What is the purpose of Vanka’s writing?

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Vanka is lonely, homeless, and desperate. He writes his grandfather what amounts to a begging letter, desperately urging him to rescue him from his unhappy apprenticeship in Moscow by finding a place for him back at the country estate where he'd once spent such blissfully happy times.

As Vanka tells...

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Vanka is lonely, homeless, and desperate. He writes his grandfather what amounts to a begging letter, desperately urging him to rescue him from his unhappy apprenticeship in Moscow by finding a place for him back at the country estate where he'd once spent such blissfully happy times.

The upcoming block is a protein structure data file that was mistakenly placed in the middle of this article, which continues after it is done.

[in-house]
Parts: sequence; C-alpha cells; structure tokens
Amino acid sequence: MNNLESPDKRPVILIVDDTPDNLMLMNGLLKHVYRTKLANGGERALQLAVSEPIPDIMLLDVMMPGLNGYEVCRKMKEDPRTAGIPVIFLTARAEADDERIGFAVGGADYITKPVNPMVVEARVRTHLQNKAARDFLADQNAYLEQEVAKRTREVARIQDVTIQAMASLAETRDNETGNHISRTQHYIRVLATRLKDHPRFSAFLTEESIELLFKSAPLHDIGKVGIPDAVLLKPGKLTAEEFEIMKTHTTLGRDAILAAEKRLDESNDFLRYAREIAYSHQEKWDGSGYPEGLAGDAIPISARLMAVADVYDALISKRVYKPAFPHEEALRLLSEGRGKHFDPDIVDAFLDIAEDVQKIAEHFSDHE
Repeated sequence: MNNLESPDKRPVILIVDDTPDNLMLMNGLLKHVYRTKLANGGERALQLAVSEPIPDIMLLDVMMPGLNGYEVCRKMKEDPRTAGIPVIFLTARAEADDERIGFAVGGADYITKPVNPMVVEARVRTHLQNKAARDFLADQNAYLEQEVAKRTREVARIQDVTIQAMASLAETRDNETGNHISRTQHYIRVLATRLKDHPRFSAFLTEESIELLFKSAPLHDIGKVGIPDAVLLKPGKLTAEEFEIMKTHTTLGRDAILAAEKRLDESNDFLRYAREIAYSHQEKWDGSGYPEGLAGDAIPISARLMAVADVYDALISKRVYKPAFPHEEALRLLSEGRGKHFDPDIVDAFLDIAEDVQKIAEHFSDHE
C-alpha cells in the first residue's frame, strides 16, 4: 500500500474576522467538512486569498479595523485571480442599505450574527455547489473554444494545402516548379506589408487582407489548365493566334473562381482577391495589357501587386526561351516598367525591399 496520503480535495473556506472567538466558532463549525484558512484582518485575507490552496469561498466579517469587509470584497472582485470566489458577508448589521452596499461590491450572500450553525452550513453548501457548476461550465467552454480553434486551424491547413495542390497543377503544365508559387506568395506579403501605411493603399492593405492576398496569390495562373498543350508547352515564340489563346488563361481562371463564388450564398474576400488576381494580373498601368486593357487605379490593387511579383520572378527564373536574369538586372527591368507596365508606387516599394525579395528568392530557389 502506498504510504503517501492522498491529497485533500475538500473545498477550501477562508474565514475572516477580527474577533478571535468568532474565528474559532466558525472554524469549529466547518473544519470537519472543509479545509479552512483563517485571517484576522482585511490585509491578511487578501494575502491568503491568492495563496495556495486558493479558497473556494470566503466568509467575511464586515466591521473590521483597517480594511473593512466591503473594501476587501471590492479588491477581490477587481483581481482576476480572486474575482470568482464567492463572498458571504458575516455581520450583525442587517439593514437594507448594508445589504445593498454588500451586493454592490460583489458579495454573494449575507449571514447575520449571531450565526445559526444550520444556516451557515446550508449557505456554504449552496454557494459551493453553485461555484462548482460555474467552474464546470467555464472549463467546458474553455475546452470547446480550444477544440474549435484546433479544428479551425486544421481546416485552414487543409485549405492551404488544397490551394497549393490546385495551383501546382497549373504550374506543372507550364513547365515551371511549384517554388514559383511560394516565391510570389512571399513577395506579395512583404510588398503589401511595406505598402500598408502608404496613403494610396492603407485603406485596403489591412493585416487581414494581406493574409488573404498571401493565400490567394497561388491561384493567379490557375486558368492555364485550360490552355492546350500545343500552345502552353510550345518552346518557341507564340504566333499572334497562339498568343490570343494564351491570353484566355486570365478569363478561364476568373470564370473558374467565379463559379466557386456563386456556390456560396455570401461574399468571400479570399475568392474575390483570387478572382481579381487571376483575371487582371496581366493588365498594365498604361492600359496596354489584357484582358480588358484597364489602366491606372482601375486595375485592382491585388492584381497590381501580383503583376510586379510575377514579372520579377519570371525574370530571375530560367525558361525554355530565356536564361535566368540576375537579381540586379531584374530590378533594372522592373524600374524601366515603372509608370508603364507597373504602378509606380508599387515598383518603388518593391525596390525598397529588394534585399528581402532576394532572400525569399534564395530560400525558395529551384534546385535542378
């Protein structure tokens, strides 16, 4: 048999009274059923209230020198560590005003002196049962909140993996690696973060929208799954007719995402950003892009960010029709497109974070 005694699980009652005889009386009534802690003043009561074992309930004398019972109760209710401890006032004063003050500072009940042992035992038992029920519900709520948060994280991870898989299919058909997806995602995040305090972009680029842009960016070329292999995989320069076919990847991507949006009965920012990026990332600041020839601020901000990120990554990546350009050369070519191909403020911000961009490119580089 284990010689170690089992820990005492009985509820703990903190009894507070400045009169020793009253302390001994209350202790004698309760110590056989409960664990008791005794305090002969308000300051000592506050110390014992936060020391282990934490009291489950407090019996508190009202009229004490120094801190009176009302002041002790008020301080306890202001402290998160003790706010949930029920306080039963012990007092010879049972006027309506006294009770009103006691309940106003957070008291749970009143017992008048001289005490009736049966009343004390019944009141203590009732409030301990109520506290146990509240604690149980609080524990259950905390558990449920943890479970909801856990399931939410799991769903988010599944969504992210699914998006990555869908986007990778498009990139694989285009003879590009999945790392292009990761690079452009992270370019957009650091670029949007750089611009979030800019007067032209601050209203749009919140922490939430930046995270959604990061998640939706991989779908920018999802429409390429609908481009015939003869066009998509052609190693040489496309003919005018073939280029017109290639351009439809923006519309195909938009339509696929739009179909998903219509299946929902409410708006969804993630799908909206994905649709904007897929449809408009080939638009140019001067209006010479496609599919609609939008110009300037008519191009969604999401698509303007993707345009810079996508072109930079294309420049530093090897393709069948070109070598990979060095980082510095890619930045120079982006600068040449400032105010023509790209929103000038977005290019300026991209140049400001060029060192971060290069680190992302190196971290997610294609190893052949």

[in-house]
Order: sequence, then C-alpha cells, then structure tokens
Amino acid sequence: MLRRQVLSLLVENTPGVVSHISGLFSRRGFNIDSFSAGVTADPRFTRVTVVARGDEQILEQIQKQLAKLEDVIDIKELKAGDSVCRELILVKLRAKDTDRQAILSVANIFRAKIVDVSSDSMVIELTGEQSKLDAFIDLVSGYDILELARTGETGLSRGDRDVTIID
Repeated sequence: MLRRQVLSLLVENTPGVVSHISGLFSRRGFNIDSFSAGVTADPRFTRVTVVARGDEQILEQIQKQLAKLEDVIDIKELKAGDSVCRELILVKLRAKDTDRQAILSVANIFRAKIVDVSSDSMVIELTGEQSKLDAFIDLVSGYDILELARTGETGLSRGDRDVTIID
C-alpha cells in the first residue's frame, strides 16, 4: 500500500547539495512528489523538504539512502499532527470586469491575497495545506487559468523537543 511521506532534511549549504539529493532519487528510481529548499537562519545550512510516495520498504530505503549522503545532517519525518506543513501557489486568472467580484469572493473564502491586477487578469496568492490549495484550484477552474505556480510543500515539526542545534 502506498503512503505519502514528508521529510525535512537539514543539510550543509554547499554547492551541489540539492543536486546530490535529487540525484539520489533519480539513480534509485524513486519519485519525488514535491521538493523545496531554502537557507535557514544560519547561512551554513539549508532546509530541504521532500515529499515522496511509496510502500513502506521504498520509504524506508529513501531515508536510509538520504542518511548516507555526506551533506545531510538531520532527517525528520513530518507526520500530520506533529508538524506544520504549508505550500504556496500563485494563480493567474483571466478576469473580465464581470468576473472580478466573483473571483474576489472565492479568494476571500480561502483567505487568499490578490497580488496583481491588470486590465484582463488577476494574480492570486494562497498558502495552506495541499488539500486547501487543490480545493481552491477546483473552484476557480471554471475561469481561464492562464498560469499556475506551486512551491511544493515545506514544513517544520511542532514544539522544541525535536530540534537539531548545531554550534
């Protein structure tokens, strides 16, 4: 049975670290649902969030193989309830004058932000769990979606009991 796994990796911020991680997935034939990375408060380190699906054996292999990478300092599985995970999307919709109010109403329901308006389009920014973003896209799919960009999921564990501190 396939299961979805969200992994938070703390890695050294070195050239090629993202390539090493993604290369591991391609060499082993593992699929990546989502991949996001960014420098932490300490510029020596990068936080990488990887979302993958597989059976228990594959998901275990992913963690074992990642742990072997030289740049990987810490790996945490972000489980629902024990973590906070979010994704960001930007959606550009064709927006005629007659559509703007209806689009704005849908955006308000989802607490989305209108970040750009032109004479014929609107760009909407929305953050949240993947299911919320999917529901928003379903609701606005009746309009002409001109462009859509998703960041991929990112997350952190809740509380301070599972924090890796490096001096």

As Vanka tells it, life on the estate was almost idyllic. He could roam around freely with the other children out in the fresh air and among the wide open spaces. Contrast that with life in the big city, with its strange customs that make no sense—not to mention the physical abuse he receives from his master on an almost daily basis.

Little wonder, then, that Vanka is so desperate to return to his former life. And little wonder, too, that's he prepared to make his grandfather all kinds of elaborate promises as to what he will do for him if he can somehow arrange it for him to come back.

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